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William Betts

The Creators Project: Have Some Surveillance Fun in the Sun with 'SPLASH'

June 21, 2016 - Giaco Furino

Sunbathers enjoying a midday tan, friends goofing off in a pool, a few swimmers hanging by the rocks… these idyllic images take on an entirely different meaning when presented by painter William Betts. In his new show, SPLASH, up until mid-July at Margaret Thatcher Projects, Betts uses photography at a distance to capture his subjects at play, and then converts those images into pointillated works using a CNC machine. The result is a happy moment captured through a hidden lens, in which the artist calls into question everything we take for granted while out enjoying a sunny day. Phoning in from his home in sunny Miami Beach, Betts tells us about the illusion of privacy and mixing the mundane, the cheerful, with the sinister.

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ARTE FUSE: Welcoming Summer with a “Splash” at Margaret Thatcher Projects

June 15, 2016 - Jennifer Wolf

William Betts’ current exhibition, entitled Splash, at Margaret Thatcher Projects offers a subtle peek at the limits of privacy, cased in the guise of celebrating summer fun in the sun. Adapted from security footage gathered at public pools and the like in the artist’s hometown of Miami, the paintings focus on the waterborne activities of everyday people, blissfully unaware that their fun is being caught on camera. Thus, the content of Splash hedges the line between ethereality and permanence, the sinister and the light-hearted, and voyeurism and celebration, in its dual embrace of Big Brother-like surveillance and the simple quotidian pleasures of the individuals at play in the paintings.

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Flavorwire: Uncanny Paintings of Surveillance Footage

March 16, 2016 - Alison Nastasi

Using CCTV footage, traffic cams, and other surveillance footage, Houston-based artist William Betts creates pixelated paintings with a CNC printer.His subjects are oblivious to the cameras watching them. Although the video frames are seemingly mundane, Betts abstracts and deconstructs the images further through his printing process, reflecting the inherent anxiety of “security” cameras.“I look at images as a collection of data,” the former software industry professional has said. “I use that data, either abstracting it or modifying it or manipulating it, to arrive at the image that I want.”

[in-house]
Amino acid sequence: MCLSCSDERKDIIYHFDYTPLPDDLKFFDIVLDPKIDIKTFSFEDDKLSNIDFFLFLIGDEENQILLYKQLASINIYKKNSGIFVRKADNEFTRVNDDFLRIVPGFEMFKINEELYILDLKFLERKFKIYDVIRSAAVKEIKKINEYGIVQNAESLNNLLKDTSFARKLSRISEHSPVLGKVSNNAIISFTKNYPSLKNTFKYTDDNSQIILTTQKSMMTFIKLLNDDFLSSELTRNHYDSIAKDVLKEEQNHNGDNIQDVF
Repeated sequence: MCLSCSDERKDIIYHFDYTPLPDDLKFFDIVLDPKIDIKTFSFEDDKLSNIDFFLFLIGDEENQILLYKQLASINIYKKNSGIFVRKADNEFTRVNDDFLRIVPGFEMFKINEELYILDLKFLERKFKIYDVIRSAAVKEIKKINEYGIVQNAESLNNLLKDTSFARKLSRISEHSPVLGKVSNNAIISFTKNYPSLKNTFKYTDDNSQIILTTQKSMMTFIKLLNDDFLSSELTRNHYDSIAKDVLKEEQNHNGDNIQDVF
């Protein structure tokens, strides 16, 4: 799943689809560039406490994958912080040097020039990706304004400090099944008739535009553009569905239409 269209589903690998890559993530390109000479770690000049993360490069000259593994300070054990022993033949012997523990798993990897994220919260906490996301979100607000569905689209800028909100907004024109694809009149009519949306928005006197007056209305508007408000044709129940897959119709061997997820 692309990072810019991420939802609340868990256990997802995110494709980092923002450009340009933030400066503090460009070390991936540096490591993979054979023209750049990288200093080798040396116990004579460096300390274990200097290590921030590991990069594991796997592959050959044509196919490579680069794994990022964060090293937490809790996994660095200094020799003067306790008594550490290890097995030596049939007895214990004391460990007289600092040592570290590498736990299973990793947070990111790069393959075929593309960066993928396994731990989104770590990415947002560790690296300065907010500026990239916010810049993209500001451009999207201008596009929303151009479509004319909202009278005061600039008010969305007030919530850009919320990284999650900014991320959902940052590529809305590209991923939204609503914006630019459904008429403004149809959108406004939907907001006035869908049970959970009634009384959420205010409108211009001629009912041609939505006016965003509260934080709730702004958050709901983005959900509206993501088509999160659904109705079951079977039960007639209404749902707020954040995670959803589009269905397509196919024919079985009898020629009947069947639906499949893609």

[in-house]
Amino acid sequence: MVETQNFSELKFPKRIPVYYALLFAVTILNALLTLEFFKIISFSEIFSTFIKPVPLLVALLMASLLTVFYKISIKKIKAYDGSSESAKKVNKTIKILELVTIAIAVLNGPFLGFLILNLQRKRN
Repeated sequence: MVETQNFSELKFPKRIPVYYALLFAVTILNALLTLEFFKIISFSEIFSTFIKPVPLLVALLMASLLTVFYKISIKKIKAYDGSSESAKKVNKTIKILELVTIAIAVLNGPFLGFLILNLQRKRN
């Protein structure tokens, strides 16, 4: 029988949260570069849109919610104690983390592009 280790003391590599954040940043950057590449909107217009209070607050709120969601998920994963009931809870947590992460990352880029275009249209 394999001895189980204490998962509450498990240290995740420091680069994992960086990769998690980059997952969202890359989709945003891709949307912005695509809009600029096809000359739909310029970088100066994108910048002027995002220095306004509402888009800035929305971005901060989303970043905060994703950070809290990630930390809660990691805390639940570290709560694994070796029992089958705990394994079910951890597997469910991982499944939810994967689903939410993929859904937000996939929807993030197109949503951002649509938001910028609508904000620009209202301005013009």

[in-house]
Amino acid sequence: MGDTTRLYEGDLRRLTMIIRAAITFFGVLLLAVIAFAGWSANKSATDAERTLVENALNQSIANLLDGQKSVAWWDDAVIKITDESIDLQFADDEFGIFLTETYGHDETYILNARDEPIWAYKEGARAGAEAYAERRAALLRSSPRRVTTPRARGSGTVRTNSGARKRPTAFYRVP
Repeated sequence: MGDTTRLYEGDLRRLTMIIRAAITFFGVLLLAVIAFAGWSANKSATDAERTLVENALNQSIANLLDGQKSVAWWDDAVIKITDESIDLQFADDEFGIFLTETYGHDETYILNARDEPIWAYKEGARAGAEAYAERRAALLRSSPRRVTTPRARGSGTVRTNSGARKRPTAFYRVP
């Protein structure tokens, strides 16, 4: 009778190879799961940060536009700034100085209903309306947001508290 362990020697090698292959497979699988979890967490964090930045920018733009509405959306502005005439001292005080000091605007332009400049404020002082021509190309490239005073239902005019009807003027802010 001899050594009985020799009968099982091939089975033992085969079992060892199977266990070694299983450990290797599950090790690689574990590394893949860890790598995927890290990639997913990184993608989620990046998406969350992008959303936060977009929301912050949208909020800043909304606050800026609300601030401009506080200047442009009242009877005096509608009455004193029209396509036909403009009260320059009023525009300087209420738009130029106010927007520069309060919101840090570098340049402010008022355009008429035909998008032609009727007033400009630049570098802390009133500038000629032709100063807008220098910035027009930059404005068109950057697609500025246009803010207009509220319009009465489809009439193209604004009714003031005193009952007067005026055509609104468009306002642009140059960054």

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Trend Hunter: Security Footage Art

February 1, 2014 - Trenton Millar

This collection of William Betts artwork shows off the artist’s ability to create extremely realistic paintings using the pointillism style of painting. Rather than using just any photo as his reference to create his works, Betts uses security camera footage instead.

The pieces give the viewer the feeling that they are spying on someone. The pointillism technique adds to the grainy security cam theme that the paintings portray. The ideas of security and privacy make these paintings particularly relevant in the post-modern period.

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The Creators Project: William Betts Creates Art from CCTV Footage

May 23, 2013 - Kevin Holmes

It's a fact of life that we're constantly spied on by CCTV, those electronic eyes peering down at us and monitoring everything we do. But as Orwellian as all the machine-vision seems, this invasion of privacy and erosion of our civil liberties can serve as a source for art. Art like Time Arnall's short film Robot Readable World culled from found footage and art like the paintings of William Betts.

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Juxtapoz: Pointillism by William Betts

August 15, 2012 - Juxtapoz

We like to think that we just made up the term Photoreal Pointillism (although a tad redundant), but we love these acrylic pieces by William Betts. Instead of creating work with 19th century subject matter, Betts paints security camera footage instead. The artist has work on display at Kunstmuseum Stuttgart through October 7, 2012.

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Eye on Art: Pixelated: New York Exhibition

November 25, 2008 - Eye On Art

From digitally manipulated photographs to works that began as digital images, or were produced via computer programs, technology is at the root of the processes of many contemporary artists.

Stemming from Roy Lichtenstein who used references to graphic art and the methods of mass production to lampoon artists from Monet to the abstract expressionists, his work challenges the romantic notion that art’s value lay in the heroic marks of the artist-genius. Today, however, with the commonplace use of digital technology comes a manifest tension between deeply entrenched romantic ideals and computer-enabled methods.

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